Shari
September 10, 2002
These over paid whiny under-achievers should just shut up and listen to Keith, and what do they do after his comments? You guessed it-they whine some more about his outspoken and dead-on the money criticism. I just wish he had said these things in a public forum sooner. I say kudos to you Keith-you were always my favorite Met, and you were a true team-guy, not like the losers on this sorry ass excuse for a baseball team. Hey you know what guys? You don't like what he said? Feel it's untrue? then prove him wrong instead of crying about what he said.

Shar
September 10, 2002
Keith-You should have stuck to your guns and not apologized at all to these whiny cry babies! I've just lost a little respect for you-but you're still my favorite. I guess to give the benefit of the doubt MSG probably threatened to give you the boot if you didn't take back what you said.

Karl de Vries
September 10, 2002
Sorry to hear about what Keith said. I defend him saying it all the way, because lets face it, the Mets are quitters. It shames me to say that, because this was the comeback team of baseball 1997-2000 and provided me with so, so many great late-inning moments. But I'm sorry that Keith publicly said it, because God knows that Fred Wilpon, Mr. Image himself, will can him like corn. I'm glad, though, that someone had the guts to finally stand up and say that, because it had to be said.

Joe FIgliola
September 16, 2002
He is one of the greatest and classiet men to ever wear a Mets uniform.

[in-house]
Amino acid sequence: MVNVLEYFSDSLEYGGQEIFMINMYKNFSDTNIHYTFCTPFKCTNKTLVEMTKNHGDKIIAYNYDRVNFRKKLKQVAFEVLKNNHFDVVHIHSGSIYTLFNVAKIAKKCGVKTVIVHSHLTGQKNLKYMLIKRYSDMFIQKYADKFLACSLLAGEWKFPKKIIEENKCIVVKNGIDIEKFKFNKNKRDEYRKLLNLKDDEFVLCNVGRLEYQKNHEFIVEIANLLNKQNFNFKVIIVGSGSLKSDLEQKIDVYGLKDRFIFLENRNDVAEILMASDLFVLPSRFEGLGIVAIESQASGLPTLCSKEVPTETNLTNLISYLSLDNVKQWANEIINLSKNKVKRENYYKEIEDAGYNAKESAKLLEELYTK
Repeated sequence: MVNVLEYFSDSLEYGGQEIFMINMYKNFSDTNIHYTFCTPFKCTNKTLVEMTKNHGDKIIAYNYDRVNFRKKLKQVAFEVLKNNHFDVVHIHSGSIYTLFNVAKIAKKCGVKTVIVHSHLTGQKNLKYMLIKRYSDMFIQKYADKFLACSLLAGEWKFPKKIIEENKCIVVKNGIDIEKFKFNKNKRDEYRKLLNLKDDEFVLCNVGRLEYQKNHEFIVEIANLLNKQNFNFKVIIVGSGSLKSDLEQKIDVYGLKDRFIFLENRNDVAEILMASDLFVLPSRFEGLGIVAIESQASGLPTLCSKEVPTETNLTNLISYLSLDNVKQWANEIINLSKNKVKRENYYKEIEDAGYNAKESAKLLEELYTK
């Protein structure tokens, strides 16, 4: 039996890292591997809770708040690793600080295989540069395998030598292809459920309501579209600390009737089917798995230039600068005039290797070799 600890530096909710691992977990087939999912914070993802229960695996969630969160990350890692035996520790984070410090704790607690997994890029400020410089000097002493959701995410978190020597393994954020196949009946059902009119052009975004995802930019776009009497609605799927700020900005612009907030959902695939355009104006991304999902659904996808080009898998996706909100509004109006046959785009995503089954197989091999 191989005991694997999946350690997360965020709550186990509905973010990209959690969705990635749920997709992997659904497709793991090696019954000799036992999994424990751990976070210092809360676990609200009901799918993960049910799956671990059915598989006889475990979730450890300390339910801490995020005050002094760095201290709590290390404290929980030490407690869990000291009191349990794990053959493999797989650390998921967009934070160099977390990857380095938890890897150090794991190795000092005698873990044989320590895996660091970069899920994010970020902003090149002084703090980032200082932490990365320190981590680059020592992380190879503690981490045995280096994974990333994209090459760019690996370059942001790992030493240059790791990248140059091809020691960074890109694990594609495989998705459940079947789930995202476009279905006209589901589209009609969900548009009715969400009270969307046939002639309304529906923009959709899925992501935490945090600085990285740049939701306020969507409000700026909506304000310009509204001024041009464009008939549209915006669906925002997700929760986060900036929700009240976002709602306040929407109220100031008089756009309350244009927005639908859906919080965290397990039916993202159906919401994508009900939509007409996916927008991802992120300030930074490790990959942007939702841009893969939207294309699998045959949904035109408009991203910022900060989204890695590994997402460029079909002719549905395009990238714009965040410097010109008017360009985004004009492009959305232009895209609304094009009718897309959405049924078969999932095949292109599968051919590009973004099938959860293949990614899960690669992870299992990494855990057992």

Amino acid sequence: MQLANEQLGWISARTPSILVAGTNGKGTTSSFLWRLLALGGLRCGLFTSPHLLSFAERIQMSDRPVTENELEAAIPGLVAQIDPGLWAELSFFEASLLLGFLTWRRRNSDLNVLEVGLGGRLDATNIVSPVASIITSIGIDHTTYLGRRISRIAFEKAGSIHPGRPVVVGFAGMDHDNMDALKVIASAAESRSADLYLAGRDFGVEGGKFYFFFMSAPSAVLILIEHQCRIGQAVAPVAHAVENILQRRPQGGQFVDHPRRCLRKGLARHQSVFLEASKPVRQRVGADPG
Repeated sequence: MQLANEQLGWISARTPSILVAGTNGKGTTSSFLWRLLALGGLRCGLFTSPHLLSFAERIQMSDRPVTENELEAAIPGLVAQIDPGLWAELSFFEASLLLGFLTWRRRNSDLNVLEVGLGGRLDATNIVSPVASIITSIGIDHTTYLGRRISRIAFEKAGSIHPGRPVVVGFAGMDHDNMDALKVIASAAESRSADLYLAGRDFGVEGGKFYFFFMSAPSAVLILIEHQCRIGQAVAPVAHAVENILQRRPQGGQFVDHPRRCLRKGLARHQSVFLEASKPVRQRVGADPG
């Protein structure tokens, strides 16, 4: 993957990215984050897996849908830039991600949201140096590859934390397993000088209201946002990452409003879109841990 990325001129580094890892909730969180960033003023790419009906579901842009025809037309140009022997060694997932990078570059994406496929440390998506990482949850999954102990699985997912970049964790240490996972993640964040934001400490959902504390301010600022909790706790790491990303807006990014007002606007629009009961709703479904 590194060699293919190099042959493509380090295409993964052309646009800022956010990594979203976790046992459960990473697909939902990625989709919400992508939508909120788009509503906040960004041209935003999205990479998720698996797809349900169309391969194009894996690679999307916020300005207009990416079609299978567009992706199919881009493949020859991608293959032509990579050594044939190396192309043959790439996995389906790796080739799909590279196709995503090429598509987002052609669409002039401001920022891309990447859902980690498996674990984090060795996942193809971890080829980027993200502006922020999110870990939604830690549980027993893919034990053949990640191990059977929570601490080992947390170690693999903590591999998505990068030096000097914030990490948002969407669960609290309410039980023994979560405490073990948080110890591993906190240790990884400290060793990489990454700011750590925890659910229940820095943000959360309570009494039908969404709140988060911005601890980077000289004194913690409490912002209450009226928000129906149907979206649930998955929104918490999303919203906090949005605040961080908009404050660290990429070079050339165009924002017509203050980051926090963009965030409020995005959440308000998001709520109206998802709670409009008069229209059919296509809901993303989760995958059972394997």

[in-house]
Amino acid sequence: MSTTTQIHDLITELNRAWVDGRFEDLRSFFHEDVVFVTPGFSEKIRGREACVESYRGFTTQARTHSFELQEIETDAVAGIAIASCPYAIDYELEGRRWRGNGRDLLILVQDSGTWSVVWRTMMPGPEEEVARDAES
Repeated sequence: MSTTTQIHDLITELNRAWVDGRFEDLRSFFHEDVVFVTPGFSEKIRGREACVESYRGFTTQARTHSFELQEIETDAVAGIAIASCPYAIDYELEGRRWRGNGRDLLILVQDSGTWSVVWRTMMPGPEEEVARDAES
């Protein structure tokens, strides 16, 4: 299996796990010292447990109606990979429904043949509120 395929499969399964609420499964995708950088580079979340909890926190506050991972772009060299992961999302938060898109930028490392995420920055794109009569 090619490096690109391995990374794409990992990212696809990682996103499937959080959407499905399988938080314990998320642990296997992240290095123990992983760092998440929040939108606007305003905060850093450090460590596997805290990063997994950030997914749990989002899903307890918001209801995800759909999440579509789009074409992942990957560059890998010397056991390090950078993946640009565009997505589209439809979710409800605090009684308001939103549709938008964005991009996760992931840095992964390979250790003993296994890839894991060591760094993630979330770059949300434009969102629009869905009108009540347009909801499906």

He is the greatest first baseman in Mets history.

He has won two World Series rings.

He is one of the greatest defensive first basemen in history.

HE IS MORE THAN QUALIFIED AND HAS EVERY RIGHT TO CALL THE 2002 METS A BUNCH OF QUITTERS. SO DOES CARTER; SO DOES MOOKIE; SO DOES SEAVER, CLEON JONES AND OTHERS WHO WORE THE BLUE AND ORANGE WITH PRIDE

If Keith Hernandez is a "voice from the grave," then Mike Piazza, Mo Vaughn, Alomar, Burnitz, and a majority of the 2002 Mets easily qualify as dead men walking.

Gilinfiji
October 1, 2002
Please hire him as our manager. His fire, desire, intensity, distinguished career and status as the Mets best everyday player EVER speaks for itself. His comments about the team being quitters was dead on. Please put him in the dugout and the stoners and loafers will feel his wrath.

Banger7
October 25, 2002
Easily the best defensive first baseman I have ever seen play. I was an 8-year still reeling from Reggie Jackson (who in my child's eyes WAS baseball) leaving the Yankees for the Angels a couple years earlier when the Mets got Keith from the hated Cardinals. Not only was this trade the first major piece of the puzzle leading to the 1986 World Series, it was what made me start watching the Mets, and made me the Mets fan I remain today.

Banger7
October 25, 2002
I have discussed Hernandez the player, now for Hernandez the announcer.

Keith Hernandez is the most critical announcer I have ever heard. I remember one game where he criticized Robin Ventura for not taking an extra base, even after Ventura then scored on the ensuing hit!

Still, despite his anal retentiveness, he does know his baseball.

ArchivesMLS
December 12, 2002
Why was Keith ever appointed Mets captain, when the team never had or needed one during their first 20 seasons, notably during the glorious ‘69 season? Moreover, Keith never served as captain on his original team, nor was he MVP on either Series team he played on.